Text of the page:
By Carol Volkart, DRA Newsletter Editor
Facing the potential closure of their small early French immersion school, parents at Queen Elizabeth Annex are warning of the impact of the closure on their own kids, and on the neighbourhood if a much larger school is built in its place.
QEA District Parent Advisory Council co-representative Nadine Ho, who is helping organize the campaign against the closure, says the timing of the plan is terrible, as it adds to the instability and daily stress that students are already experiencing during the pandemic. And she’s concerned about the short- and long-term impacts on the neighbourhood if a 435-student school for out-of- catchment students is built to replace the 70-student QEA.
There would first be a lengthy construction period, then the noise and traffic of hundreds of additional students coming and going from the now-quiet school site at 4275 Crown, she says.
The potential for a 435-student school at the site is discussed in a 2018 Ministry of Education document assessing options for the location of a new elementary school on the west side of Vancouver for the Conseil Scolaire Francophone (CSF), the francophone board that serves students whose first language is French. (By contrast, French immersion students are served by the Vancouver School Board.)
There’s been pressure to find a new school site for the francophone students ever since a 2016 court ruling that facilities for them are inadequate on the west side of Vancouver. QEA has been looked at before; in 2019, Vancouver School Board trustees rejected a similar proposal to dispose of it to the francophone board.
Before that, QEA was also threatened with closure in 2016 and in 2008.
This time around, parents don’t have long to fight for their school. They were told about the proposal on Jan. 14. On Jan. 17, seven of nine trustees voted at a special meeting to move the closure recommendation to the VSB facilities planning committee meeting on Wednesday, Jan. 19. If trustees agree to proceed at each stage, delegations will be heard Jan. 24, and there will be another meeting on Jan. 31, leading to a final decision on May 30 of this year. If the plan is approved, the school would close on June 30, 2023.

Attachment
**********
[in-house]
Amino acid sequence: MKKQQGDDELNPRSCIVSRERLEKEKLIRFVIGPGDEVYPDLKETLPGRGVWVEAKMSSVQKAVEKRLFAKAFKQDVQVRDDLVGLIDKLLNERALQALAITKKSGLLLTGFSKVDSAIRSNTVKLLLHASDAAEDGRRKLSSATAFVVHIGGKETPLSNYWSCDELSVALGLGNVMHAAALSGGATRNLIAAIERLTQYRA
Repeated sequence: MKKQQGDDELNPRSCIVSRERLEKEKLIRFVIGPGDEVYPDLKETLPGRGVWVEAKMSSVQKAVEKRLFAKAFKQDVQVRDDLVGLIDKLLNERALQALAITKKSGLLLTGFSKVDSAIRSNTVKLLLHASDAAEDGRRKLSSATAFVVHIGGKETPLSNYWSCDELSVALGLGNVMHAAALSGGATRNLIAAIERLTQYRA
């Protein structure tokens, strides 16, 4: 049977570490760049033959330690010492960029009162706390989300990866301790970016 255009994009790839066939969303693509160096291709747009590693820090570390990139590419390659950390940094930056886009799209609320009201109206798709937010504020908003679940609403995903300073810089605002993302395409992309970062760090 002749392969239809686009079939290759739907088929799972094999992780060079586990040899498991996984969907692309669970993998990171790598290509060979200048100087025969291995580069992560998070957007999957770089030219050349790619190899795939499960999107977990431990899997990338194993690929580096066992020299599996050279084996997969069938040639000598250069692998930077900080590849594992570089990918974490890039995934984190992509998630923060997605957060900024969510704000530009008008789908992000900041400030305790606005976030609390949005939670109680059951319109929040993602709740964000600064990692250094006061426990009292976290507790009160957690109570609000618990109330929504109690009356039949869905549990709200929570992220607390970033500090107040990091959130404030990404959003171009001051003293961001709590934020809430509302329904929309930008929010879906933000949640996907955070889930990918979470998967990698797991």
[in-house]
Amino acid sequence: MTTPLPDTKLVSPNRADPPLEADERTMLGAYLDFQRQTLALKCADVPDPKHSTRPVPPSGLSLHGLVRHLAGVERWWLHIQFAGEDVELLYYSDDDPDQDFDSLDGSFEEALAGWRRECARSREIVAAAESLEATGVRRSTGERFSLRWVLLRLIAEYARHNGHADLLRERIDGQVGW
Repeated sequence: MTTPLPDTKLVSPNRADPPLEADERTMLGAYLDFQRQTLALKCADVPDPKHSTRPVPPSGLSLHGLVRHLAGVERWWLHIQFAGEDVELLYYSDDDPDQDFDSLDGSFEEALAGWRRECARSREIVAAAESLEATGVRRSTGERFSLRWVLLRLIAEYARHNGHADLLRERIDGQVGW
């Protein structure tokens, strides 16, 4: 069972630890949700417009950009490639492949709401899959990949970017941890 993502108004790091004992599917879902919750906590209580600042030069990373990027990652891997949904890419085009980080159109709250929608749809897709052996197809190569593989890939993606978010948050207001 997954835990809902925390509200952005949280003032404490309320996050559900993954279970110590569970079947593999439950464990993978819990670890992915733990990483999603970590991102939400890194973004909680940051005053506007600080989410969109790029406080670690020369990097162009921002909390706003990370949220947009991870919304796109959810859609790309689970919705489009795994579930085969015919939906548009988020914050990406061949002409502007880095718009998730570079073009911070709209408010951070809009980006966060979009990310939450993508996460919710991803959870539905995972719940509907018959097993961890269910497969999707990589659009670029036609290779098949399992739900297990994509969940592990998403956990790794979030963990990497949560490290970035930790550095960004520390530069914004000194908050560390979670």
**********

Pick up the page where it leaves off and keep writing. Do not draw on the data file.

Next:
Regarding the francophone board’s need for a school site, Ho said the VSB is being pushed to solve a Ministry of Education problem on the backs of Vancouver students. Disposing of QEA has also been regarded as a way of raising money. In 2019, then-education minister Rob Fleming said the closure of QEA would allow him to build a long-awaited school in Olympic Village.
The current staff report recommending consideration of closure says disposal of the annex to the CSF “could realize substantial capital revenue” that the board could use for seismic upgrades or school expansions. It notes the government expects districts will contribute up to 50 percent of the cost of new schools.
Ho says the pandemic raises many issues about the planned closure, especially for a school that has had zero COVID cases to date. Transmission risks are lower at smaller community schools like QEA compared to bigger ones like Queen Elizabeth Elementary and Ecole Jules Quesnel, the proposed alternatives for QEA students. This pandemic is not over, she notes. Vaccinations are still being distributed for children under 12, and children’s activities are still being cancelled or restructured.
Ho says the closure proposal also raises questions about the kind of longer-term planning the VSB is doing if it gives up a school site that may well be needed in the future. She notes that many major developments are planned for the west side of the city, with the Jericho lands development alone more than doubling the population of West Point Grey.
District Parent Advisory Council co-chair Vik Khanna says the QEA move is being driven by the need for a new school at the Olympic Village. Originally it was supposed to be fully funded by pandemic recovery funds, he says, but that appears to have changed, and the school board now must come up with 50 percent of the cost. “Pressure is being applied by the Ministry to dispose of QEA.”
Khanna echoes Ho’s concerns about the timing of the closure proposal, saying a pandemic is not the time to be pushing it through. “Our trustees should be ensuring public trust in our public education system and this is super rushed and erodes trust.”
The Vancouver District Parent Advisory Council has previously taken a position against school closures until proper planning is done. At a DPAC general meeting on Oct. 28, 2021, more than 33 Vancouver PACs voted 94 percent in favour of a motion that the VSB should hold off on irreversible facilities decisions until December 2023 or until policies and plans can be based on the latest population data and take into account the many new developments planned for the city.
What you can do:
For more information, visit http://www.qea-pac.ca/advocacy/ or contact us at email@example.com. Please help save QEA by writing letters to the Deputy Superintendent office (firstname.lastname@example.org or email@example.com) and trustees (listed below).
- Chair Janet Fraser: firstname.lastname@example.org
- Vice-Chair Estrellita Gonzalez: email@example.com
- Fraser Ballantyne: firstname.lastname@example.org
- Lois Chan-Pedley: email@example.com
- Carmen Cho: firstname.lastname@example.org
- Oliver C. Hanson: email@example.com
- Barb Parrott: firstname.lastname@example.org
- Jennifer Reddy: Jennifer.email@example.com
- Allan Wong: firstname.lastname@example.org